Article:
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Wednesday, May 23, 2018
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African violets like you’ve never seen before

Two years ago I finally got to the African Violet Show and Sale at the Farm Bureau building at 100 S. Mulrennan Road, Valrico. I also went last year but forgot the times and got there just as everyone was loading cars and sighing with relief.

This year’s show and sale, Love in Bloom, will take place from noon to 5 p.m. Friday and 9 a.m. to 3 p.m. Saturday. I plan to get there early.

African violets are ideal for people with small or no yards or who want to bring the garden indoors. Over the years I’ve visited some of the homes of several excellent growers – members of this Tampa African Violet Society – and been amazed. But I hadn’t seen their show before and had no idea how decorative African violets can be. It never occurred to me that they could be used in arrangements.

I had seen interesting centerpieces of several blooming plants in a basket, but I’d never seen one in a toy pick-up truck. Both were very attractive. There were several scenes in bonsai bowls. One called Tuscan Serenity Garden featured African violets Ness’ Crinkle Blue, Blumberry Flow and Rob’s Heat Wave in full bloom. Atop a miniature mountain was a small plant of holly and going up the mountain were moss and bits of fern with flax lily and mondo grass. It was not only beautiful but also surrounded with award ribbons.

The theme and classes change every year, so you’ll see other wonders at this year’s show. You’ll also see more kinds, sizes and colors of African violets than you could imagine. If you’re like me and have not been greatly successful with these plants, there will be people there to give you advice and answer your questions. Almost all of them grow their violets with automatic wick watering, but the reservoirs have to be refilled, as needed. For people with many plants, that’s a daily duty. Most apply fertilizer lightly but constantly in the water.

While some exhibitors grow their violets in natural light on windowsills, many grow them under fluorescent lights that stay on for 10 to 12 hours a day, still allowing the the plant the darkness they need. This gives the plants ideal light, and by growing on shelves it’s possible to have a whole garden in a small, dark space.

Perhaps you should be warned that African violets can be addictive. Once you get the gist of growing, many people naturally want more – and more. I visited a house where there were violets in every lovely room, including on top of an unused bathtub. Bathrooms and kitchens tend to have more humidity, which also helps.

Even if you never plan to grow these plants, you’ll enjoy seeing how successfully these people are doing it and what wonderful plants and people God has made.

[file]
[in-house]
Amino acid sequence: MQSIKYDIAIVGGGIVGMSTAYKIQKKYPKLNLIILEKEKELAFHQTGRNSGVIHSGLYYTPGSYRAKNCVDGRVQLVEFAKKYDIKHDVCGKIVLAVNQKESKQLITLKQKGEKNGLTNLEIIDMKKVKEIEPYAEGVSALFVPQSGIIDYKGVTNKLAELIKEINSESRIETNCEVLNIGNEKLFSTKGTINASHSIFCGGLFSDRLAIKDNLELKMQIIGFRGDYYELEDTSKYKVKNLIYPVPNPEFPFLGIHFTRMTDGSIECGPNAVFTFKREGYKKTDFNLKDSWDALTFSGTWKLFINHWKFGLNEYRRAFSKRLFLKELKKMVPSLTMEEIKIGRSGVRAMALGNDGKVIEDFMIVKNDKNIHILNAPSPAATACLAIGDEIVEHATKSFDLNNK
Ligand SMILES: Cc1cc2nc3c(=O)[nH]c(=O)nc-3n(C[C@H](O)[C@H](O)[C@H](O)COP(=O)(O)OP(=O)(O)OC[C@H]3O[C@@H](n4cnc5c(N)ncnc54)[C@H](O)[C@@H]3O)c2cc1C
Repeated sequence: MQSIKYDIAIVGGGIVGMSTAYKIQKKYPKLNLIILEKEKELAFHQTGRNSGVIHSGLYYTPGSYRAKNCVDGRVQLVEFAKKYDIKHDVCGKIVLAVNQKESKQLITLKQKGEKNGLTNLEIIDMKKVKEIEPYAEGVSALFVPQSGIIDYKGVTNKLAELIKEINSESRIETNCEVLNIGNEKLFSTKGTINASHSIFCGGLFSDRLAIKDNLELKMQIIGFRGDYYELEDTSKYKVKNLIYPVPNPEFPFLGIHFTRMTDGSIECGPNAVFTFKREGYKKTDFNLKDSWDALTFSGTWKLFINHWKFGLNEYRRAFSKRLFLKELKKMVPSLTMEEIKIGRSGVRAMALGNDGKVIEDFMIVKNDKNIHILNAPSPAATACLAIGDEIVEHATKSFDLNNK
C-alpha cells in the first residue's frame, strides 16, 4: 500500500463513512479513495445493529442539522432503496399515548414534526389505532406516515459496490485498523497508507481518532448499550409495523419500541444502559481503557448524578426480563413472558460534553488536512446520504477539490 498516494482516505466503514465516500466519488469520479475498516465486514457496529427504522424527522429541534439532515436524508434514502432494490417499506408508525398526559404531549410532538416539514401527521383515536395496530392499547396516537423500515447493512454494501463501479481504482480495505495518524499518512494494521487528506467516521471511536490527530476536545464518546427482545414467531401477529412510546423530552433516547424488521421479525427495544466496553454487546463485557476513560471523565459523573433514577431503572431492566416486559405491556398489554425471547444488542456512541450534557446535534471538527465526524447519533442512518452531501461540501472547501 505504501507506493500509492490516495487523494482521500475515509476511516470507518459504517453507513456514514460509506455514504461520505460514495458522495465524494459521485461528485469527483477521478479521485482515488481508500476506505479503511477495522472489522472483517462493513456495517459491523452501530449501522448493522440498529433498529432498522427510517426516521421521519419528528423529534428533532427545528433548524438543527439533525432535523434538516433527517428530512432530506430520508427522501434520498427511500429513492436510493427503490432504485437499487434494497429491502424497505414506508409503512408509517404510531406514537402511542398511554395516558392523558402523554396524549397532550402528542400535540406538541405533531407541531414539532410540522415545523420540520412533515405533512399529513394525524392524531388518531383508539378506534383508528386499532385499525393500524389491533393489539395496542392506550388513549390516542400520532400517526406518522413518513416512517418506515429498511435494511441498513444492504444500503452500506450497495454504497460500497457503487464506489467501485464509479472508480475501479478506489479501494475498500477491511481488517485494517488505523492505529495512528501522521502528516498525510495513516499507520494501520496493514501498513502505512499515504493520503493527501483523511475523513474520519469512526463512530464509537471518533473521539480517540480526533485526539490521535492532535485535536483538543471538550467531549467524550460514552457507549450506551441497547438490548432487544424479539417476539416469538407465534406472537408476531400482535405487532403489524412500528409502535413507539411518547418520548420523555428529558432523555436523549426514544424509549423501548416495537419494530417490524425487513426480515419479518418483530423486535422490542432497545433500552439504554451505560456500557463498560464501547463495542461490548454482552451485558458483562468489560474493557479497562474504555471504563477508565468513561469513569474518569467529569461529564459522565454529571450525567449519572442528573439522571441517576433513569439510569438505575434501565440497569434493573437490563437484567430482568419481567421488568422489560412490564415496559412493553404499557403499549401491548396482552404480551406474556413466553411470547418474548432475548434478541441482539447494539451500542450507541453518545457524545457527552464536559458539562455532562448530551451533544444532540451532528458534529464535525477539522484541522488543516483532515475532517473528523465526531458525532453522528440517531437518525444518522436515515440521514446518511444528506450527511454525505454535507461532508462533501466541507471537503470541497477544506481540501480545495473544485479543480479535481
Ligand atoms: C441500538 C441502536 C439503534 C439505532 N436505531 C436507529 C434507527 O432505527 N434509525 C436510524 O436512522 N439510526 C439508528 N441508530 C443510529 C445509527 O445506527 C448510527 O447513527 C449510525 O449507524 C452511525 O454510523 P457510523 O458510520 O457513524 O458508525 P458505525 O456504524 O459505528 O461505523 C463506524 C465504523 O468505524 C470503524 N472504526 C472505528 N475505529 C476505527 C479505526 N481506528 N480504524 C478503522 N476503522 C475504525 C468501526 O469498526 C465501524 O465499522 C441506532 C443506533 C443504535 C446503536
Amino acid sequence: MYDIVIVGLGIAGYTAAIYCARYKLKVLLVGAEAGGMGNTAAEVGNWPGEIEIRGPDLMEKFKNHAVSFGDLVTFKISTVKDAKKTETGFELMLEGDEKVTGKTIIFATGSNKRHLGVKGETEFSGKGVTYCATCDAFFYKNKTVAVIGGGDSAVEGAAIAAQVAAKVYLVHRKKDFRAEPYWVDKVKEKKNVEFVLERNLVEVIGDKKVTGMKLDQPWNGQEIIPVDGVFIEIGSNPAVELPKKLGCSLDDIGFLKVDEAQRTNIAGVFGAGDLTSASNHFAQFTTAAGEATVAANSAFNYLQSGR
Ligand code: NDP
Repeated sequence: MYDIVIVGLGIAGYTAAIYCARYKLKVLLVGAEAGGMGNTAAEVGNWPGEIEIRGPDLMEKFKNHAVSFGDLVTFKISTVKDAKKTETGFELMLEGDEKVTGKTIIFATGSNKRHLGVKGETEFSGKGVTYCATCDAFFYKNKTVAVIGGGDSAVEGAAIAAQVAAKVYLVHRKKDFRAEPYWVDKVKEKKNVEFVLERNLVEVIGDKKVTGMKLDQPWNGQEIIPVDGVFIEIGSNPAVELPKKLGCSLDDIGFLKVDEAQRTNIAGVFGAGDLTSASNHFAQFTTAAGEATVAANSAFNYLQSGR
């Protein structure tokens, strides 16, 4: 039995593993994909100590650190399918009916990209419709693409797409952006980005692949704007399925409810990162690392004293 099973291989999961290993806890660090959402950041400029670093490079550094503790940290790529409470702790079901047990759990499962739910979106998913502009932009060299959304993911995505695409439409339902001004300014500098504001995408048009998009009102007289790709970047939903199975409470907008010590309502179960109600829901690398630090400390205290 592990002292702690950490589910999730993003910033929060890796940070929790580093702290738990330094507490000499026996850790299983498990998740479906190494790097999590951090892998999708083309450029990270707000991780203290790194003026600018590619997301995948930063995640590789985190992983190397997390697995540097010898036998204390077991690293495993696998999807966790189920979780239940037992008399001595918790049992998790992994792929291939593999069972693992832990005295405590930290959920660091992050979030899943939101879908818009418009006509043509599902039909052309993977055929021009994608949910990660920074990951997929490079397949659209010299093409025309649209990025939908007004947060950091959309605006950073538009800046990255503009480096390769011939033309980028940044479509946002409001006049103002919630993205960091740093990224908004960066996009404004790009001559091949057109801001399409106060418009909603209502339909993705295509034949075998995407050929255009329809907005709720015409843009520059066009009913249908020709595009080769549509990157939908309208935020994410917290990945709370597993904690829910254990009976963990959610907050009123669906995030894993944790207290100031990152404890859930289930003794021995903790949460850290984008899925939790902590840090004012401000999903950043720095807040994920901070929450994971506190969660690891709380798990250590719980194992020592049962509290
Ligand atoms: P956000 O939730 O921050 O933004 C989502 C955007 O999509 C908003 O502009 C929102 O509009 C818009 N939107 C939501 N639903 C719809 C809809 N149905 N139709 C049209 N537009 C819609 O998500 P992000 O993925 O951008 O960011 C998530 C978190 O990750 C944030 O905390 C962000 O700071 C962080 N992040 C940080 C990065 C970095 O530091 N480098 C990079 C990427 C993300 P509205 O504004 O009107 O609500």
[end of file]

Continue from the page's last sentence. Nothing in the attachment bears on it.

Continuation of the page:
Today’s pick is one more of the African violet cousins, Kohleria, said by some to be the easiest to grow indoors or outdoors in light shade. It has interesting velvety foliage and flowers in red/orange, pink, orange or yellow/orange, usually with dotted faces. It grows quickly 12 to 18 inches and is easy to propagate by dividing the offsets, stem cuttings or seeds. There are places on the internet where you can order them, but I’m hoping there will be some at the sale.

Now’s the time...to tell you that plants are starting to grow faster as the days are longer. Already my Page orange tree is starting to bloom. We are coming into the best gardening time of the year, though all the rest is still pretty good. You can start fertilizing again, but only when the soil is damp. It’s going to be a great year in the garden.

Upcoming event

The Tampa Bay Orchid Society will meet tomorrow at Christ the King Catholic Church, 821 S. Dale Mabry Highway, Tampa, in the Mary Martha Center on the second floor. Doors open at 6 p.m. and the meeting starts at 6:30. Milton Carpenter, one of the world’s greatest orchid hybridists; former president of the American Orchid Society; and author of “From the Hand of God to the Miracle of Orchids” will speak. Refreshments will be provided, and there will be plants for sale, a plant raffle and experts discussing blooming plants. The meeting is free and open to the public. For more information and directions, call (813) 839-4959.

Monica Brandies is an experienced gardener, freelance writer and author of 11 gardening books who can be reached at [email protected] Her website is www.gardensflorida.com.

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